• locked up in a metal container of sturdy construction that is secured to the premises, a metal safe of sturdy construction or a steel and concrete strongroom of sturdy and sound construction.

Record keeping

As a dealer you must keep a record of all dealings with firearms and firearm parts.  The record must be in an approved form, numbered sequentially, made within 24 hours of any transaction and kept for a period of 6 years.  Records must also contain the following particulars:

  • name and address of any other person involved in the dealing;
  • number of the other person’s licence or permit authorising the person to possess the firearm or firearm part;
  • number of the other person’s permit to acquire the firearm;
  • for any firearm or firearm part in the possession of the firearms dealer –
    • the date of its purchase or receipt
    • the date of its sale or transfer out of the possession
    • the make, serial number, calibre, type, action and any magazine capacity;

Where you are acting as an agent in any dealing between licensees, your record must also contain:

  • the names and addresses of the licensees involved
  • the numbers of the licences or permits authorising the licensees to possess the firearm or firearm part;
  • the numbers of the permits of the licensees to acquire the firearm;
  • the date of receipt of the firearm or firearm part by the firearms dealer;
  • the date of the sale and purchase of the firearm or firearm part;
  • the make, serial number, calibre, type, action and any magazine capacity of the firearm or firearm part.

Any firearm in your possession (other than those in your possession for repair) must also be labelled.  The label must show the entry number for that firearm as entered in the dealings record; and any identifying number of that firearm.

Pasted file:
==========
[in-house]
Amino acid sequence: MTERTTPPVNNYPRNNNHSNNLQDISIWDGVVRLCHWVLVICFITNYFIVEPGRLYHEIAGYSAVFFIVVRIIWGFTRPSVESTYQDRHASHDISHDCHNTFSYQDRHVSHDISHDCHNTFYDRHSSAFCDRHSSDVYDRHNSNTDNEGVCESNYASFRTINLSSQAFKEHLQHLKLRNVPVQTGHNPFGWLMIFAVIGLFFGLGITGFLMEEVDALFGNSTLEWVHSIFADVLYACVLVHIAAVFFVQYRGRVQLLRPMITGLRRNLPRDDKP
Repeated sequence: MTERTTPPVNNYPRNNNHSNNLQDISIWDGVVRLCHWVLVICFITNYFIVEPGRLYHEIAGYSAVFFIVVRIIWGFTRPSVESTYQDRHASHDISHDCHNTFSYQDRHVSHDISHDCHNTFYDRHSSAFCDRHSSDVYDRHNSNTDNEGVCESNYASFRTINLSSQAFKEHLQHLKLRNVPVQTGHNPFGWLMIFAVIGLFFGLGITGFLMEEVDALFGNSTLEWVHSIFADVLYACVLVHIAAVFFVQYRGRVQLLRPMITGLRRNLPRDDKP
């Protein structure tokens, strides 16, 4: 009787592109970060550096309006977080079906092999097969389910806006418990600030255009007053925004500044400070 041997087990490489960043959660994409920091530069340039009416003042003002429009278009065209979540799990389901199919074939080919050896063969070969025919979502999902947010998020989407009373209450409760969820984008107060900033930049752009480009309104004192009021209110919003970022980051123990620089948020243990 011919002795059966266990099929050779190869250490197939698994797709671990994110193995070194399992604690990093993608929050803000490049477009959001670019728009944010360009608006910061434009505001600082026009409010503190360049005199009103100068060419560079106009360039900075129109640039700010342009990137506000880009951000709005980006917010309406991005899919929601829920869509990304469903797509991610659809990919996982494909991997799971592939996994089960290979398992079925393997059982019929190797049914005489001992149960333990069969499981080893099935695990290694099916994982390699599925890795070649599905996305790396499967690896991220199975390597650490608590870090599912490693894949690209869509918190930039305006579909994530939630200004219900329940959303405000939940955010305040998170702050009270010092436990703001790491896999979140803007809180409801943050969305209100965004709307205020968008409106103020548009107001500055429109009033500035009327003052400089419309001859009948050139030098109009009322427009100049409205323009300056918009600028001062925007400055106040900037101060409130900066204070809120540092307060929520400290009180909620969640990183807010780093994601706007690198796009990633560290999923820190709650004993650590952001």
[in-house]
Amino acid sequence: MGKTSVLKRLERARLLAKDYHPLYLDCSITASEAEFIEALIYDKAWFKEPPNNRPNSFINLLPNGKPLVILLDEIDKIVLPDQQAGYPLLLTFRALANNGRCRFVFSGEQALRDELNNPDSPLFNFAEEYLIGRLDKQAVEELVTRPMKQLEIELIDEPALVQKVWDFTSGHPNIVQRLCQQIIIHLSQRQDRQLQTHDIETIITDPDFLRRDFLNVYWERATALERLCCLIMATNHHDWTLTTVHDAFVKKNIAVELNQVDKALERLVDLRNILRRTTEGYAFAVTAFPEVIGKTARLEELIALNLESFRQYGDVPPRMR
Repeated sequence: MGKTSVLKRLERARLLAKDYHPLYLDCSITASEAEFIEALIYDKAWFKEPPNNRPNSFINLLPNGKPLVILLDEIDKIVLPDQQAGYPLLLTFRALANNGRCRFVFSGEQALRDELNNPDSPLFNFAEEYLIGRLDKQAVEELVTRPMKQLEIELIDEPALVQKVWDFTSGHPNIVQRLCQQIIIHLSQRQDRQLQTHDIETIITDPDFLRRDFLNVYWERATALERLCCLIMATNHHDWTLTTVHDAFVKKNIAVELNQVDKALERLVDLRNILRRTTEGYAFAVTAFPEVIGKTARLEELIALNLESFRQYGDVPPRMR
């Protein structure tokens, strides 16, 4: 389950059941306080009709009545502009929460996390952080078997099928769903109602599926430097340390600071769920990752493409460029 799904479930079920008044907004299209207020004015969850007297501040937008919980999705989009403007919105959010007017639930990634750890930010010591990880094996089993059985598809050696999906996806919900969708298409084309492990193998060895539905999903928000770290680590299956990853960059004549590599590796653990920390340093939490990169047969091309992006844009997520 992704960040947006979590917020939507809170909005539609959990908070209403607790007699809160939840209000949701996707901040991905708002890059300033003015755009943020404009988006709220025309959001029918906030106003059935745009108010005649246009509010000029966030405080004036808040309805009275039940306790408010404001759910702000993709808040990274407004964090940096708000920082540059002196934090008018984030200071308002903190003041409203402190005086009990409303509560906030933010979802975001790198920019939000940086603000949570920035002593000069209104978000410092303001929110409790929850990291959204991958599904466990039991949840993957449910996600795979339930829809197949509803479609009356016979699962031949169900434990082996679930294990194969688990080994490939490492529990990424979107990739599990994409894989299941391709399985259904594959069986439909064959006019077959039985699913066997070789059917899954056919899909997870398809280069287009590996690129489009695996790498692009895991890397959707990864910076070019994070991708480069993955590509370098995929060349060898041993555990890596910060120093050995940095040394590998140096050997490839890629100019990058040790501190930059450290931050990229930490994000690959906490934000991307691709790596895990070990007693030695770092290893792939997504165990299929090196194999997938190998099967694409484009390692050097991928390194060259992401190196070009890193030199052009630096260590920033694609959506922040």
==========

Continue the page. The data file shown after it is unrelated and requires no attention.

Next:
A copy of an entry in a dealings record is to be sent to the Commissioner as and when required.  If required to do so by the Commissioner, a licensed firearms dealer must keep a record in an approved form of all of the dealer’s dealings with ammunition.

You cannot erase or obliterate an entry in any dealings record.  Alterations may only be made by interlineation or striking out.

All records must be kept in a place of safekeeping on the premises and kept separate from the place in which firearms are kept.

Inspections by police

At any reasonable time, a police officer may enter and inspect any premises specified in a firearms dealer licence as the business premises and examine any firearm or ammunition on those premises.  As a dealer you are also required, when demanded by a police officer, to:

  • produce any record and permit the officer to make copies of any entries in it
  • produce all firearms, firearm parts and ammunition in your possession
  • provide any information in your possession relating to any firearm, firearm parts and ammunition that is in your possession, you have sold, transferred, repaired or has been manufactured, purchased or received under the authority of your firearms dealer licence.

Quarterly returns

All dealers are required to submit quarterly returns within 14 days after the end of the months of March, June, September and December in each year.


As a dealer any person you employ is required to obtain a firearm dealers employee licence before they can handle firearms or ammunition as part of their employment.

You must also ensure you do not allow any of the below people to act as an agent, participate in the management of the business or be employed in any role that gives them access to firearms or ammunition under your licence:

  • A person who has had a firearms dealer licence cancelled in the past 10 years
  • A person who has had any other firearms licence cancelled or application refused in the past 10 years because they were nor considered a fit and proper person or it was contrary to the public interest;
  • A person subject to a restraint order, family violence order, police family violence order or any interim order in force in any jurisdiction
  • A person subject to a good behaviour bond relating to an offence of or involving violence
  • A person subject to a firearm prohibition order.

For further advice about your obligations in respect to employees contact Tasmania Police.